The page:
A new slow-tourism concept called “champing”—camping in churches—is on the rise in the UK.
The Churches Conservation Trust in the United Kingdom has introduced a new slow-tourism escape it calls “champing”—a play on words for camping in churches. The initiative draws funds to historic countryside churches that open their doors to adventurous travelers. Like many Airbnb guests worldwide, “champers” are searching for an authentic local experience.
The concept is already proving popular, with 150 bookings scheduled at the opening of the 2015 British camping season. After a positive response to the 2014 launch at the 13th-century All Saints’ Church in Northamptonshire, the Trust has added two more unused English churches to the program, offering campers the exclusive use of a magnificent consecrated building for £60 ($95) per person per night, including breakfast. A shrewd employment of the Trust’s own resources, this revenue-generating program helps the charity deliver on its mission to save 347 at-risk landmark churches that in some cases date back as far as a thousand years.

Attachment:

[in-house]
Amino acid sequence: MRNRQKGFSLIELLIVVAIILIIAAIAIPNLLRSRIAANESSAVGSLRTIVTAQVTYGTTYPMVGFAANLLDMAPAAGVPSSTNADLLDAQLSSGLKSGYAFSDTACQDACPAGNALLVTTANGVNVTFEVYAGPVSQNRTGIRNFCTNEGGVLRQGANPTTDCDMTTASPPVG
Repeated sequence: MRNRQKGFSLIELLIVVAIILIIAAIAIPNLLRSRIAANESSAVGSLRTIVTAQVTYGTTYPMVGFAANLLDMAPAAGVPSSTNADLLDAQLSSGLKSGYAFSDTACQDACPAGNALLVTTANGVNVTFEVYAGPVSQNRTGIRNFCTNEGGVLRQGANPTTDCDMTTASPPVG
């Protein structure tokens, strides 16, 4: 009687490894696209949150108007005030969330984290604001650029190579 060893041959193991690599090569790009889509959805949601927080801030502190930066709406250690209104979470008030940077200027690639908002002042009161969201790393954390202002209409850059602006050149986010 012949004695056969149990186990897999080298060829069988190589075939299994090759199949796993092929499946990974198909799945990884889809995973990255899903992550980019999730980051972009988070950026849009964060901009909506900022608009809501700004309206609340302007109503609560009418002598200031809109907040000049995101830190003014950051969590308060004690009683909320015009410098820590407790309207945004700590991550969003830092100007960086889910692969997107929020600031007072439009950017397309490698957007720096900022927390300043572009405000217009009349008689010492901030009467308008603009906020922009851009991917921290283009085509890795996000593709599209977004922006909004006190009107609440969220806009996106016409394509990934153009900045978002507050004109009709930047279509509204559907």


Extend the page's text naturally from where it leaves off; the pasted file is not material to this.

Each of the three locations is presented as a unique destination with its own architectural beauty, ancient grounds, and village stories. Guests are served breakfast prepared with local ingredients and can arrange leisure walks, canoeing expeditions and meditation during their stay. Although tranquil, accommodations are austere, with grooming facilities limited to a water basin and camping toilet.
Placing an emphasis on authenticity rather than luxury, the Trust successfully taps into our desire to invest in exceptional experiences rather than lavish material goods—a consumer trend we’ve called “Buying the Experience” in our 10 Years of 10 Trends report. What’s more, camping in churches offers a mindful retreat away from hectic modern life. The growing popularity of champing is yet another example of mainstream spiritualism gaining momentum, as forecasted in “The ‘Now’ Age” in this year’s Future 100 report.
Image credit: Guardian